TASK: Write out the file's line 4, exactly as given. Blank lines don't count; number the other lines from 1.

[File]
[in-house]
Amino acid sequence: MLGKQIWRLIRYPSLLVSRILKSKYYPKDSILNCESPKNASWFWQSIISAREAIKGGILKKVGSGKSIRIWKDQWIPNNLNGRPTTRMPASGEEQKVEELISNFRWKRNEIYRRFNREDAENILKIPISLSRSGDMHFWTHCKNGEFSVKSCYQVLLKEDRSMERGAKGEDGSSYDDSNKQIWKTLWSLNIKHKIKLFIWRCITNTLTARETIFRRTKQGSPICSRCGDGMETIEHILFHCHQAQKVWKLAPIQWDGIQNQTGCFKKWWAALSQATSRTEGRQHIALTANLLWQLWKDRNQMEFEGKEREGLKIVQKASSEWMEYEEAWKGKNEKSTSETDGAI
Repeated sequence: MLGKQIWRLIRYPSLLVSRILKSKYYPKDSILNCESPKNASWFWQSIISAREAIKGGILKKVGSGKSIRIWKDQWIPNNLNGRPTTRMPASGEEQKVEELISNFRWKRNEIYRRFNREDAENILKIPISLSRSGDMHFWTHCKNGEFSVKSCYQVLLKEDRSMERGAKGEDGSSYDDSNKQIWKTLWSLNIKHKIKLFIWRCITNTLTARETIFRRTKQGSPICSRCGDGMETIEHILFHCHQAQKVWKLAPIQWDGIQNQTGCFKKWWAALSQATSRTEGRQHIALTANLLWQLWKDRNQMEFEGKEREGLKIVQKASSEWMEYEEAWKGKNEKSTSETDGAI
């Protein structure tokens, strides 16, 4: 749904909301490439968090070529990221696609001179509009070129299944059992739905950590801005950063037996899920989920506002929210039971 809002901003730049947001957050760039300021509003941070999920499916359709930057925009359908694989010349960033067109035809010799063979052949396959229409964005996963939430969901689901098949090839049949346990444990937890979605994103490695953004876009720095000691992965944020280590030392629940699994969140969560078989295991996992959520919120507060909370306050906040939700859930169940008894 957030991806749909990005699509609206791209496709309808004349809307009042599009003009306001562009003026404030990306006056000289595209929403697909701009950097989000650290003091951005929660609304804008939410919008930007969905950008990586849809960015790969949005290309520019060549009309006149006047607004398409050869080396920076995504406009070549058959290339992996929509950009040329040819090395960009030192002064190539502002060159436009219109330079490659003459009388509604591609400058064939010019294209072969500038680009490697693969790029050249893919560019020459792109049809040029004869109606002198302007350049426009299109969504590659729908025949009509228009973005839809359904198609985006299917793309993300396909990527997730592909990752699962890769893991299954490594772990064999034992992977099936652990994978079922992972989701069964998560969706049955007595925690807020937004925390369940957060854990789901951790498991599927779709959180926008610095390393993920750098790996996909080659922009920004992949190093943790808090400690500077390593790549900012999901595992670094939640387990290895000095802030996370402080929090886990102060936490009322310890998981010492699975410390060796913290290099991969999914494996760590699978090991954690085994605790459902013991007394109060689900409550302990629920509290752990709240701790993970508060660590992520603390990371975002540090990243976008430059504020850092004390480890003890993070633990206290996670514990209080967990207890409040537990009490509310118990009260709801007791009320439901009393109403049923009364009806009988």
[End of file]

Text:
């Protein structure tokens, strides 16, 4: 749904909301490439968090070529990221696609001179509009070129299944059992739905950590801005950063037996899920989920506002929210039971 809002901003730049947001957050760039300021509003941070999920499916359709930057925009359908694989010349960033067109035809010799063979052949396959229409964005996963939430969901689901098949090839049949346990444990937890979605994103490695953004876009720095000691992965944020280590030392629940699994969140969560078989295991996992959520919120507060909370306050906040939700859930169940008894 957030991806749909990005699509609206791209496709309808004349809307009042599009003009306001562009003026404030990306006056000289595209929403697909701009950097989000650290003091951005929660609304804008939410919008930007969905950008990586849809960015790969949005290309520019060549009309006149006047607004398409050869080396920076995504406009070549058959290339992996929509950009040329040819090395960009030192002064190539502002060159436009219109330079490659003459009388509604591609400058064939010019294209072969500038680009490697693969790029050249893919560019020459792109049809040029004869109606002198302007350049426009299109969504590659729908025949009509228009973005839809359904198609985006299917793309993300396909990527997730592909990752699962890769893991299954490594772990064999034992992977099936652990994978079922992972989701069964998560969706049955007595925690807020937004925390369940957060854990789901951790498991599927779709959180926008610095390393993920750098790996996909080659922009920004992949190093943790808090400690500077390593790549900012999901595992670094939640387990290895000095802030996370402080929090886990102060936490009322310890998981010492699975410390060796913290290099991969999914494996760590699978090991954690085994605790459902013991007394109060689900409550302990629920509290752990709240701790993970508060660590992520603390990371975002540090990243976008430059504020850092004390480890003890993070633990206290996670514990209080967990207890409040537990009490509310118990009260709801007791009320439901009393109403049923009364009806009988």